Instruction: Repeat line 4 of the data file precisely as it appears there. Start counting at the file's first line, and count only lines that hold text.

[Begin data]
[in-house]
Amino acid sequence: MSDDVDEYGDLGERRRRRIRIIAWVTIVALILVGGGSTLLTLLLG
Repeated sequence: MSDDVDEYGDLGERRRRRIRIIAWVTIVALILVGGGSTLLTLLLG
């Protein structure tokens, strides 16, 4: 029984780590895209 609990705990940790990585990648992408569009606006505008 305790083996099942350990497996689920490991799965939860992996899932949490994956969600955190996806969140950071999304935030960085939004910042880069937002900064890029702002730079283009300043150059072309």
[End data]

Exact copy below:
């Protein structure tokens, strides 16, 4: 029984780590895209 609990705990940790990585990648992408569009606006505008 305790083996099942350990497996689920490991799965939860992996899932949490994956969600955190996806969140950071999304935030960085939004910042880069937002900064890029702002730079283009300043150059072309």